One of the largest mosques in Africa and Colonel Gaddafi of Libya’s legacy to Uganda. While construction began in the early 1970s, it came to a standstill after a few years due to a lack of funding. It was only in 2001 that the Mufti of Uganda (head of the Islamic community) approached Colonel Muammar Gaddafi, while he was on safari in Uganda, for assistance in completing the mosque – something the Libyan leader accepted. 
In 2003, construction resumed (nearly 3 decades later), when the old unfinished structure was demolished and a completely new one erected. The Libyan General inaugurated the mosque himself in 2008 – his gift to the Islamic community of Uganda. My guide Yusuf, who said the mosque can hold 35,000 worshippers normally, told me the Islamic and Christian communities coexist peacefully with one another. About 15% of the Ugandan population is Muslim and the percentage has grown fast in recent years. Yusuf says it’s because his community has very large families. He himself comes from a father who had 4 wives and fathered 52 children 🙂

Info: For non-residents it’s normally 15,000 USH to enter with a guide included. At sunset or sunrise, it costs 20,000 USH (closes at 7:15pm).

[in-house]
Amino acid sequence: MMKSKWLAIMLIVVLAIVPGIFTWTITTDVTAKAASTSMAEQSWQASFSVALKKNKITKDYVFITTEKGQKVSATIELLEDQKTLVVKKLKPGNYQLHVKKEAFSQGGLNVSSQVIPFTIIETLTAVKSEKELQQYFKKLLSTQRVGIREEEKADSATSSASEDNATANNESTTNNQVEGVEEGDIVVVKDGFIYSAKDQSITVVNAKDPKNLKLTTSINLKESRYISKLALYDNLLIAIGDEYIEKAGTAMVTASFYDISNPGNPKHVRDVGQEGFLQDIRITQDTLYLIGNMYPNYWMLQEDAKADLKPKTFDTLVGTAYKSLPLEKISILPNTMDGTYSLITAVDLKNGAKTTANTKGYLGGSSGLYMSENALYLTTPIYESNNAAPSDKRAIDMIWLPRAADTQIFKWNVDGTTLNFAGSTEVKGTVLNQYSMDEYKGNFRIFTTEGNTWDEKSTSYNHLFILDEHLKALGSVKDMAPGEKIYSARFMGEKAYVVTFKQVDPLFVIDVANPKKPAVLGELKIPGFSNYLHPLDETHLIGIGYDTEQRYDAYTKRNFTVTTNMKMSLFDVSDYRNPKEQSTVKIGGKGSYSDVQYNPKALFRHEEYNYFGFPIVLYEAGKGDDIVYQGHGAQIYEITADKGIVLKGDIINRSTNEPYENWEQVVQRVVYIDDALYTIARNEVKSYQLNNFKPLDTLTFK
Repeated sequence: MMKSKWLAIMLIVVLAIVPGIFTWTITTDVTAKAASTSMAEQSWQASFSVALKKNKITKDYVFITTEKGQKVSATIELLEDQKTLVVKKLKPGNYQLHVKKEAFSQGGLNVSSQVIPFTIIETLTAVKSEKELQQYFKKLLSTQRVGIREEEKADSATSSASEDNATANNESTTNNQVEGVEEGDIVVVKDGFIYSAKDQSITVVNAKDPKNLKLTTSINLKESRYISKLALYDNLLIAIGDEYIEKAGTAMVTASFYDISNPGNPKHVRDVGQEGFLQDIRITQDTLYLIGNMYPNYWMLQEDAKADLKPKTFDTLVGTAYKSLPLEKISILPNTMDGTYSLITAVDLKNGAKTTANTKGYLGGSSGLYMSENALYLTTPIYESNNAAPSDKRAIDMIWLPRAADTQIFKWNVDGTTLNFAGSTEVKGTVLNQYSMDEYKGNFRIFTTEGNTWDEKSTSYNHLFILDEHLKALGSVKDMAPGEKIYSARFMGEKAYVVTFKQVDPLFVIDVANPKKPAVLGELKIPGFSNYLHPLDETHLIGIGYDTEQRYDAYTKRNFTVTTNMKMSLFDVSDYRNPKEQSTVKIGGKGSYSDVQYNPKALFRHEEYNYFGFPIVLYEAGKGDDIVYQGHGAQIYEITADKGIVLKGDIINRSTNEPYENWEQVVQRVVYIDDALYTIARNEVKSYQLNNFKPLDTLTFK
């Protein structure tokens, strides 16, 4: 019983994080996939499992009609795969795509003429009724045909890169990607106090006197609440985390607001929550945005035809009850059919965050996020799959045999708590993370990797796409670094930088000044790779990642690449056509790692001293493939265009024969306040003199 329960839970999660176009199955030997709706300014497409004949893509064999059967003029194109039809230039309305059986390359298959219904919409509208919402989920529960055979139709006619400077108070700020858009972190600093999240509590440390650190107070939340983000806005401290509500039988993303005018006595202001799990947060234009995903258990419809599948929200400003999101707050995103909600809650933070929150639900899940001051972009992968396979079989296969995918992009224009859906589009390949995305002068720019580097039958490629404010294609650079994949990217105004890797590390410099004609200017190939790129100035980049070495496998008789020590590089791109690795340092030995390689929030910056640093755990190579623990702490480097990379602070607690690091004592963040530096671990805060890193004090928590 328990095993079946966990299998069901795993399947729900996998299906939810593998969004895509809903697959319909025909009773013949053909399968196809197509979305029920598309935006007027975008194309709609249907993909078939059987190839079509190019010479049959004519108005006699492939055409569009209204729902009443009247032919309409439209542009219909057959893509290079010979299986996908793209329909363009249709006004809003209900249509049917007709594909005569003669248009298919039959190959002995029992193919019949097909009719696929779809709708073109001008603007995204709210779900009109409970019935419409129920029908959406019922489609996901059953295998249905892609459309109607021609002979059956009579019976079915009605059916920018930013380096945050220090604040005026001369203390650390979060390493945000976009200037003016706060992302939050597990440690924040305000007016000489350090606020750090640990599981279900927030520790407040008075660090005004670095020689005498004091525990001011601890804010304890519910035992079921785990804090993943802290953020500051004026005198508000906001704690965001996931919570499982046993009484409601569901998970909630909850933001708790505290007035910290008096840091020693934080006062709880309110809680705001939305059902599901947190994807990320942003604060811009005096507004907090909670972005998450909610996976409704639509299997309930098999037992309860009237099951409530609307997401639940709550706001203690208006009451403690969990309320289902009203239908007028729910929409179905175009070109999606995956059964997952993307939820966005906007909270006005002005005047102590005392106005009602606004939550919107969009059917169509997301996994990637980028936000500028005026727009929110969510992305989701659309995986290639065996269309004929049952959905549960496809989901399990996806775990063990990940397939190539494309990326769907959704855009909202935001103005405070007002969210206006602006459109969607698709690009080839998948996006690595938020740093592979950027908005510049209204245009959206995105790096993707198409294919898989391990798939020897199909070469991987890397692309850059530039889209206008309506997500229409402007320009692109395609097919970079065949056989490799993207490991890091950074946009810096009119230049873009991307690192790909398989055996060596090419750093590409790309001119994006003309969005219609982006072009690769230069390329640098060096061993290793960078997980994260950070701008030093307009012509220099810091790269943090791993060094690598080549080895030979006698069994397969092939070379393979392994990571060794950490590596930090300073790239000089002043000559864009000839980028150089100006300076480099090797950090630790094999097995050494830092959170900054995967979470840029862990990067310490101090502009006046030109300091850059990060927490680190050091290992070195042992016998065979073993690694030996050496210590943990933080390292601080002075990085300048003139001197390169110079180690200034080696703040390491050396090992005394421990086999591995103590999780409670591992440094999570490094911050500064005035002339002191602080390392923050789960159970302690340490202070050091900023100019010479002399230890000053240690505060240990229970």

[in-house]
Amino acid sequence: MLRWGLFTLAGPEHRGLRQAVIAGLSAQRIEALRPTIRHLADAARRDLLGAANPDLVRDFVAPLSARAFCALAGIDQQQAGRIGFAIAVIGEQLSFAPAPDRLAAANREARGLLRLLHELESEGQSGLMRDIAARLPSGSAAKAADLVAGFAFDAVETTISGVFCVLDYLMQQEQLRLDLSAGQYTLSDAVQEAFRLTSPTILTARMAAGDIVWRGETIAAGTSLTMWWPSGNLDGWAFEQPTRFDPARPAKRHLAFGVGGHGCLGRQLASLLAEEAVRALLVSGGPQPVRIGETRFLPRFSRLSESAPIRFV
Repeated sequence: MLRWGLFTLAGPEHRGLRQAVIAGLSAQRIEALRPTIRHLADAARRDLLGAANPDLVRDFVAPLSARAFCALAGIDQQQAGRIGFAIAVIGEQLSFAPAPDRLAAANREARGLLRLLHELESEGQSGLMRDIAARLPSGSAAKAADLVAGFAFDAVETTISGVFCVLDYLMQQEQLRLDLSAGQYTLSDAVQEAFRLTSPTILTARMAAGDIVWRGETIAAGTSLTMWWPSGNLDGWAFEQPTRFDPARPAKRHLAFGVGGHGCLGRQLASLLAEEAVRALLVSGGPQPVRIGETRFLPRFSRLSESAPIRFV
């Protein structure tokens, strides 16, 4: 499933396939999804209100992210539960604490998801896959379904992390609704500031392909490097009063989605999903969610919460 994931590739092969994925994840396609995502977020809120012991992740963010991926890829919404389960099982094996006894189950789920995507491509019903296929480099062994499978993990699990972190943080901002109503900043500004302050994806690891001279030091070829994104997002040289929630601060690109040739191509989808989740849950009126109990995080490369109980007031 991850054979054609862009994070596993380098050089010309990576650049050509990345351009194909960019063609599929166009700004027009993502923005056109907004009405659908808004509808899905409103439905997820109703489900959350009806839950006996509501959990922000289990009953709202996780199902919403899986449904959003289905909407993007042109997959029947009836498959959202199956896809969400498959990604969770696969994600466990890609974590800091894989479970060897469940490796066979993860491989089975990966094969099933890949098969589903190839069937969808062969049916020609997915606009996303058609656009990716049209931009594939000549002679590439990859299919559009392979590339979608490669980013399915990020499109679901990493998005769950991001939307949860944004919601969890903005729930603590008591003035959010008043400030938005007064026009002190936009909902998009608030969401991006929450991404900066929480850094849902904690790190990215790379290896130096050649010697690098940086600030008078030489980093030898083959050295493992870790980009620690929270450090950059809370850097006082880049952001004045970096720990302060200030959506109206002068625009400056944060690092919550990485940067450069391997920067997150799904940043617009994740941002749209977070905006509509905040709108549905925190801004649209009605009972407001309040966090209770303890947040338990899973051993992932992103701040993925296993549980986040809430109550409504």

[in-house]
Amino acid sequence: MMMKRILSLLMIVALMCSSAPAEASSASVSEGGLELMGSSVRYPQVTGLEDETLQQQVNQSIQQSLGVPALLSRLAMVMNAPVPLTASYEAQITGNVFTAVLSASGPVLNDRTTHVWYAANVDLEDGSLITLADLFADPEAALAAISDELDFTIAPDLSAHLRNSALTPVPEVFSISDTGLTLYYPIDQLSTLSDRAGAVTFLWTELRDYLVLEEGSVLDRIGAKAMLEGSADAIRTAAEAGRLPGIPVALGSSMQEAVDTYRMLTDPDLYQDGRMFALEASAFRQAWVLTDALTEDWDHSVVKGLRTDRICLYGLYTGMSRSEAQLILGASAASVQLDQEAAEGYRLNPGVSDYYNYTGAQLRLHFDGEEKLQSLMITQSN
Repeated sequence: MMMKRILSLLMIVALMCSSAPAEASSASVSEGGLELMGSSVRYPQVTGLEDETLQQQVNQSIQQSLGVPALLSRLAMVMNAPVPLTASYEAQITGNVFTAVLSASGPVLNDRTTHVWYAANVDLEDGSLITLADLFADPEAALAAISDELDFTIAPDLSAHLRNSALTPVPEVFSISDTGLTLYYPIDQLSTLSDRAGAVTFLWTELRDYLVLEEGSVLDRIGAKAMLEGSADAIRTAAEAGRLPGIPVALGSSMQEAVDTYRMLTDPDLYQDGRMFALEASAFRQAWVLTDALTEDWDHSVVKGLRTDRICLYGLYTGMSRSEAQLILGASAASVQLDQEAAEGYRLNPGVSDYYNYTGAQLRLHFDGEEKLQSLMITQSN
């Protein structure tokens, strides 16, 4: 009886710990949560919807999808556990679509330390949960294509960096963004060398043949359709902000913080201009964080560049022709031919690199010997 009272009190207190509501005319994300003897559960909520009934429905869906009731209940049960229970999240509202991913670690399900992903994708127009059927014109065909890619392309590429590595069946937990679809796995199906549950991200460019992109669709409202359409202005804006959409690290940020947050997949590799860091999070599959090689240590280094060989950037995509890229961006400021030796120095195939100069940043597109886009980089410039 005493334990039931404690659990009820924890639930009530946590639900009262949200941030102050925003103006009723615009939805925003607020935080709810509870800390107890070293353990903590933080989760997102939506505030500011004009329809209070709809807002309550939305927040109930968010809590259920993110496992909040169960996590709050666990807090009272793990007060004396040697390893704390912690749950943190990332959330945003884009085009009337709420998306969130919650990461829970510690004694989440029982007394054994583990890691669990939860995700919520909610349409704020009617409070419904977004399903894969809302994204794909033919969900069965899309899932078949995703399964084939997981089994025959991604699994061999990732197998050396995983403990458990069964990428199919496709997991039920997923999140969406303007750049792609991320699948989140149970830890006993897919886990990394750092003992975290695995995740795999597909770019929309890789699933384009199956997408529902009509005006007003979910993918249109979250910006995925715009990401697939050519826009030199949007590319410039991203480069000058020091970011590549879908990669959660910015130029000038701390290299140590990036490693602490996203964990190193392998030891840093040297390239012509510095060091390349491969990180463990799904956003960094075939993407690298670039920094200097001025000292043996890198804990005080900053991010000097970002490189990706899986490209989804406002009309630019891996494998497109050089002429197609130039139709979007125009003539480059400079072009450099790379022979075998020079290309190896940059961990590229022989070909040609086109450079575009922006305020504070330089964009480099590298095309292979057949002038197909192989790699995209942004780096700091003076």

Kasubi Tombs

The ceiling of one of the structures: one ring for each clan in Uganda in the roof – so 52 rings in total
The King’s dome-like, circular house (Muzibu Azaala Mpanga) which burnt to the ground in a fire of unknown origin
Traditionally, the King does not attend burials. Instances where the King can shed tears in public are avoided – because whenever he sheds tears, legend foretells there will be bloodshed. 

King Edward Mutessa I, had a palace elsewhere in Kampala. But when small pox broke out, he feared the spirits were angry so came to Nabulagala Hill to build his new home and renamed it Kasubi Hill. The King’s dome-like, circular house (Muzibu Azaala Mpanga) with wooden poles wrapped in bark cloth and a thatched roof extending to the ground was also where he was buried – but the house was damaged in a fire of unknown origin and is in the process of being rebuilt.

Interestingly, no women live in the King’s quarters. They all have their own houses in the same compound and just visit the King.

This was news to me: The king’s wives must continue to live on long after he’s dead. Each wife selects the next lady (a female descendant) to succeed her when she dies, so his line of wives still lives today (mostly in this compound). When they die, they are buried here. King Mutessa I had 80+ women!